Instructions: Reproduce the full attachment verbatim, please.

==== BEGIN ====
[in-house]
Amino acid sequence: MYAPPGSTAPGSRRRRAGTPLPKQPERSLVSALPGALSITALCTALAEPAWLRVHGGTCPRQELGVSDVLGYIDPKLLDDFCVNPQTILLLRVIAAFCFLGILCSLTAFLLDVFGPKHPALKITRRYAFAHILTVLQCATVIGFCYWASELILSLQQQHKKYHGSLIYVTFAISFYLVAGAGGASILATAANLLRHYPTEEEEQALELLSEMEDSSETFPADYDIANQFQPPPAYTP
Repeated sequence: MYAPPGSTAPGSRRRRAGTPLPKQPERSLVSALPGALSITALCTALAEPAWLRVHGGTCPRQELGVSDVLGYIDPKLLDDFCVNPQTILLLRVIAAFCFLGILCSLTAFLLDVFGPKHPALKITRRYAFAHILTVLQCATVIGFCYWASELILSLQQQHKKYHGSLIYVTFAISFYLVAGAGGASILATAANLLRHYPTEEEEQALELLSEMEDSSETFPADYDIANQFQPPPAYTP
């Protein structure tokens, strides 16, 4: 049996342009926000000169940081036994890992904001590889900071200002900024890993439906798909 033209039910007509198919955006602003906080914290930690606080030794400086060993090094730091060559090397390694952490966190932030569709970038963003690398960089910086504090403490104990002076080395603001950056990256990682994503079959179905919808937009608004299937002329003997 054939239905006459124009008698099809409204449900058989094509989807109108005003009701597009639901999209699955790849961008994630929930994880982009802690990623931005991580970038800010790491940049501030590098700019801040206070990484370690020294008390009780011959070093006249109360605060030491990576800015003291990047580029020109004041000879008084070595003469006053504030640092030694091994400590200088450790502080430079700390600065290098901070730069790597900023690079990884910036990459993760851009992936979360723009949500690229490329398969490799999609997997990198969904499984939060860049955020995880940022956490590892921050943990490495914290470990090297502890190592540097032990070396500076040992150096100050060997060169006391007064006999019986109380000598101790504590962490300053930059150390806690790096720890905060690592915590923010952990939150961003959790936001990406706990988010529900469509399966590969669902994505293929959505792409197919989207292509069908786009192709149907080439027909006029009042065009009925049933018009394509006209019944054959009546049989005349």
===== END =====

[in-house]
Amino acid sequence: MYAPPGSTAPGSRRRRAGTPLPKQPERSLVSALPGALSITALCTALAEPAWLRVHGGTCPRQELGVSDVLGYIDPKLLDDFCVNPQTILLLRVIAAFCFLGILCSLTAFLLDVFGPKHPALKITRRYAFAHILTVLQCATVIGFCYWASELILSLQQQHKKYHGSLIYVTFAISFYLVAGAGGASILATAANLLRHYPTEEEEQALELLSEMEDSSETFPADYDIANQFQPPPAYTP
Repeated sequence: MYAPPGSTAPGSRRRRAGTPLPKQPERSLVSALPGALSITALCTALAEPAWLRVHGGTCPRQELGVSDVLGYIDPKLLDDFCVNPQTILLLRVIAAFCFLGILCSLTAFLLDVFGPKHPALKITRRYAFAHILTVLQCATVIGFCYWASELILSLQQQHKKYHGSLIYVTFAISFYLVAGAGGASILATAANLLRHYPTEEEEQALELLSEMEDSSETFPADYDIANQFQPPPAYTP
């Protein structure tokens, strides 16, 4: 049996342009926000000169940081036994890992904001590889900071200002900024890993439906798909 033209039910007509198919955006602003906080914290930690606080030794400086060993090094730091060559090397390694952490966190932030569709970038963003690398960089910086504090403490104990002076080395603001950056990256990682994503079959179905919808937009608004299937002329003997 054939239905006459124009008698099809409204449900058989094509989807109108005003009701597009639901999209699955790849961008994630929930994880982009802690990623931005991580970038800010790491940049501030590098700019801040206070990484370690020294008390009780011959070093006249109360605060030491990576800015003291990047580029020109004041000879008084070595003469006053504030640092030694091994400590200088450790502080430079700390600065290098901070730069790597900023690079990884910036990459993760851009992936979360723009949500690229490329398969490799999609997997990198969904499984939060860049955020995880940022956490590892921050943990490495914290470990090297502890190592540097032990070396500076040992150096100050060997060169006391007064006999019986109380000598101790504590962490300053930059150390806690790096720890905060690592915590923010952990939150961003959790936001990406706990988010529900469509399966590969669902994505293929959505792409197919989207292509069908786009192709149907080439027909006029009042065009009925049933018009394509006209019944054959009546049989005349």